Understanding uneven urban expansion with natural cities using open data

Ying Long, Weixin Zhai, Yao Shen, Xinyue Ye

Research output: Contribution to journalArticlepeer-review

39 Scopus citations

Abstract

The last several decades have witnessed a rapid yet uneven urban expansion in developing countries. The existing studies rely heavily on official statistical yearbooks and remote sensing images. However, the former data sources have been criticized due to its non-objectivity and low quality, while the latter is labor and cost consuming in most cases. Recent efforts made by fractal analyses provide alternatives to scrutinize the corresponding “natural urban area”. In our proposed framework, the dynamics of internal urban contexts is reflected in a quasi-real-time manner using emerging new data and the expansion is a fractal concept instead of an absolute one based on the conventional Euclidean method. We then evaluate the magnitude and pattern of natural cities and their expansion in size and space. It turns out that the spatial expansion rate of official cities (OCs) in our study area China has been largely underestimated when compared with the results of natural cities (NCs). The perspective of NCs also provides a novel way to understanding the quality of uneven urban expansion. We detail our analysis for the 23 urban agglomerations in China, especially paying more attention to the three most dominating urban agglomerations of China: Beijing-Tianjin-Hebei (BTH), Yangtze River Delta (YRD) and Pearl River Delta (PRD). The findings from the OC method are not consistent with the NC method. The distinctions may arise from the definition of a city, and the bottom-up NC method contributes to our comprehensive understanding of uneven urban expansion.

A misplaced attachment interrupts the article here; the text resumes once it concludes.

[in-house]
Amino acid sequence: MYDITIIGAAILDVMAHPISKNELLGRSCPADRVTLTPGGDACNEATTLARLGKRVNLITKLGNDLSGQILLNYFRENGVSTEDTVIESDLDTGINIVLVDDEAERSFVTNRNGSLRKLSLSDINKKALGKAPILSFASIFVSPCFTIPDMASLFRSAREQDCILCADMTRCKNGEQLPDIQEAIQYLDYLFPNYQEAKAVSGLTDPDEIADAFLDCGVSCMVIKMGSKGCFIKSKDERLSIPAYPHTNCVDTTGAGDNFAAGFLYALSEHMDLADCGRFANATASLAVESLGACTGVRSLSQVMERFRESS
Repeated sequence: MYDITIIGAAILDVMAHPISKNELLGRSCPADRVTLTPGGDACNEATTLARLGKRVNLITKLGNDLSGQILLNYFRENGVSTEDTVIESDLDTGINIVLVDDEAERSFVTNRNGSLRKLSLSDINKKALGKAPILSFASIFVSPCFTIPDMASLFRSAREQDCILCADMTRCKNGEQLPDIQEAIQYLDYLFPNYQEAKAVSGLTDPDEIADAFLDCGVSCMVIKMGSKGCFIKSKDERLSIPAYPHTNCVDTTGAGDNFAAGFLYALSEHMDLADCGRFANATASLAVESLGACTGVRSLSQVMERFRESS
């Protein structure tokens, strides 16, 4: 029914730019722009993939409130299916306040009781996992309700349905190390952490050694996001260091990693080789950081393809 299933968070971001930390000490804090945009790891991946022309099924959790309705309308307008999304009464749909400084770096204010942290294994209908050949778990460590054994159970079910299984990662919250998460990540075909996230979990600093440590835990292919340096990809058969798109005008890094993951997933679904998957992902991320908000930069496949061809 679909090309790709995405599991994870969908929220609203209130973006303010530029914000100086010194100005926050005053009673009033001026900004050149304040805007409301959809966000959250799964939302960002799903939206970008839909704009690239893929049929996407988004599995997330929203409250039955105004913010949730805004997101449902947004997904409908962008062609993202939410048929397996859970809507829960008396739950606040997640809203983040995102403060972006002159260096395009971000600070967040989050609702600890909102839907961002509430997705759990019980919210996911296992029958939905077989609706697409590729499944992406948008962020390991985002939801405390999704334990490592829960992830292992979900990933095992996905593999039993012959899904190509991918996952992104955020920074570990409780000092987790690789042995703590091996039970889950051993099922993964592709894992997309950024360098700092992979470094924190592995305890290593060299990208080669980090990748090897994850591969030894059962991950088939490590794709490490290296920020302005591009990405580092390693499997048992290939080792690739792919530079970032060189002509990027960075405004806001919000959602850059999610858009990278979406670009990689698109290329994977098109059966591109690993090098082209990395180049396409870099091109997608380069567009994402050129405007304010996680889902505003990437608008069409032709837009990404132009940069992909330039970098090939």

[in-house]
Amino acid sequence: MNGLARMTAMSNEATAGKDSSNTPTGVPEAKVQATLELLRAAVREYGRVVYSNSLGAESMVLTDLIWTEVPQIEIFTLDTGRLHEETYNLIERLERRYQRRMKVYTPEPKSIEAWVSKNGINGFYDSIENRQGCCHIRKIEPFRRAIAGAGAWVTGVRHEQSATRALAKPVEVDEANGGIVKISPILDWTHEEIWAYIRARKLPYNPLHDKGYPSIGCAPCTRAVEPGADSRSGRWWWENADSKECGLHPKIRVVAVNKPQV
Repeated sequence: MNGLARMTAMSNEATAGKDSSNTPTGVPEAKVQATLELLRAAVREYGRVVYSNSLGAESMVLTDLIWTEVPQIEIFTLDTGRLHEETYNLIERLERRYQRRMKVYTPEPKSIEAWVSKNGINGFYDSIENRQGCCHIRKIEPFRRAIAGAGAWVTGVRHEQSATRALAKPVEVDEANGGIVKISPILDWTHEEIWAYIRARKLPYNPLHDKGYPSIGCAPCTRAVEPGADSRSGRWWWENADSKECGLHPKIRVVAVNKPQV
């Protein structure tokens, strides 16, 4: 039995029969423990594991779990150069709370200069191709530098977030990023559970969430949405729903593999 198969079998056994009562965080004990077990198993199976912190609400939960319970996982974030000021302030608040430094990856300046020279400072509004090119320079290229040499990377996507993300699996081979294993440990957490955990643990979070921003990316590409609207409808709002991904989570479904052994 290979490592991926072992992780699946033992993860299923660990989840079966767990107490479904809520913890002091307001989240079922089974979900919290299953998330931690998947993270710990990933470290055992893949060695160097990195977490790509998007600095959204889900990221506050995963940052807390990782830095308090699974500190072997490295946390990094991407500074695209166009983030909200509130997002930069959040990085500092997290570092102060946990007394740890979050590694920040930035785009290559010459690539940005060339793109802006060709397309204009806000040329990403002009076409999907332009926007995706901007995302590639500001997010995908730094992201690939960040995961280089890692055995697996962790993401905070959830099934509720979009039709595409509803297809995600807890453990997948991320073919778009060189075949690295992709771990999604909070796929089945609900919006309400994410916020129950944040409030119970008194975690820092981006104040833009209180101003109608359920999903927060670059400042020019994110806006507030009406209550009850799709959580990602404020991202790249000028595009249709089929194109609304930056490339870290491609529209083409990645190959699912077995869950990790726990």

Original languageEnglish (US)
Pages (from-to)281-293
Number of pages13
JournalLandscape and Urban Planning
Volume177
DOIs
StatePublished - Sep 2018
Externally publishedYes

All Science Journal Classification (ASJC) codes

  • Ecology
  • Nature and Landscape Conservation
  • Management, Monitoring, Policy and Law

Keywords

  • China
  • Head/tail division
  • New data
  • Open data
  • Social media
  • Urban expansion

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